Self-worth is an extremely valuable commodity. It makes people healthier and happier. If we have it, we do a better job of taking care of ourselves and each-other. Since it is so valuable, it makes sense to try to figure out how to produce as much self-worth as possible.
For an individual person there are two basic strategies for generating self-worth:
(a) Valuing yourself, your qualities and achievements, for their own intrinsic merit.
Example (a): a runner trains for a marathon, and feels pride and satisfaction because she has increased her speed, strength, and fitness. She comes last in the race but this does not diminish her sense of accomplishment. After all, the fact that she came in last doesn’t say anything about her, it just says something about the other runners. If she had participated in a different race against a less-fit group, she might have come in first instead of last. She values her accomplishment for its own intrinsic worth, and doesn’t worry about how she stacks up compared to others.
(b) Valuing yourself, your qualities and achievements, in that they make you better than others.
Example (b): a runner trains for a marathon. She’ll feel great about herself if she wins, and if she comes in 2nd or 3rd she’ll feel pretty good about her accomplishment. If she loses, however, she will feel disappointed in herself. Her sense of worth depends how she performs relative to others, not on any intrinsic value of her accomplishments.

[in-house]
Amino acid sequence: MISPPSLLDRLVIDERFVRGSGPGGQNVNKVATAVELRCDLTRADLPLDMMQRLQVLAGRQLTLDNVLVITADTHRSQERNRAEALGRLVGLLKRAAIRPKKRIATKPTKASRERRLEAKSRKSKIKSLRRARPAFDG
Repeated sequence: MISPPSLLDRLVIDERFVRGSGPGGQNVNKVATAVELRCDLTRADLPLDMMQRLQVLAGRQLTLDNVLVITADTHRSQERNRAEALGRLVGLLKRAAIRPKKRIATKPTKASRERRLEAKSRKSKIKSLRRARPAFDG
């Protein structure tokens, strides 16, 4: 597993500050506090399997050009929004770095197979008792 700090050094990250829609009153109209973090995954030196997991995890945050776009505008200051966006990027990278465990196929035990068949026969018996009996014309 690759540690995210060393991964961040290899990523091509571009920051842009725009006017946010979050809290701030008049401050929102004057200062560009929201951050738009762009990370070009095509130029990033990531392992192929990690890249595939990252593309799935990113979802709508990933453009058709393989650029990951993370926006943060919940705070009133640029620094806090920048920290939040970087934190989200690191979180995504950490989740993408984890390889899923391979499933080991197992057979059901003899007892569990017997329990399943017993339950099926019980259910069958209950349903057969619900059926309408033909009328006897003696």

It seems that for many people strategy (b) is a quicker, easier, and more clear-cut route to self-worth than strategy (a). However, let us look at this problem from the perspective of a community of people, with an ecology of thoughts. At this level, it is clear that strategy (a) is much more effective in providing self-worth to everyone than strategy (b). With strategy (b), with every player who gets to feel good about herself, another player is made to feel bad about herself, whereas with strategy (a) there is a potentially unlimited amount of self-worth to go around. Furthermore, even if a particular player is really successful at getting self-worth by playing strategy (b), she nevertheless has to live under a constant threat: if you slip up, your self-worth will be taken from you.
It is very difficult (though not impossible) for a person to function as an island of unconditional regard, treating herself and others as intrinsically valid and valuable, while surrounded on all sides by a sea of competition. After all, the way we view ourselves depends on the way others see us (or, more accurately, on the way we think others see us). The problem of self-worth is similar to the Prisoners’ Dilemma, in that the cooperative strategy is the best bet for any player – but only if she knows that the other players are also going to cooperate. Just as, in the Prisoners’ Dilemma, the players could only reap the benefits of cooperation if they found away to communicate and trust one-another, players in the real-life game of BAH* can only gain the benefits of unconditional self-worth if they find away, working with others in their community, to provide each-other with unconditional regard and respect.
* Being A Human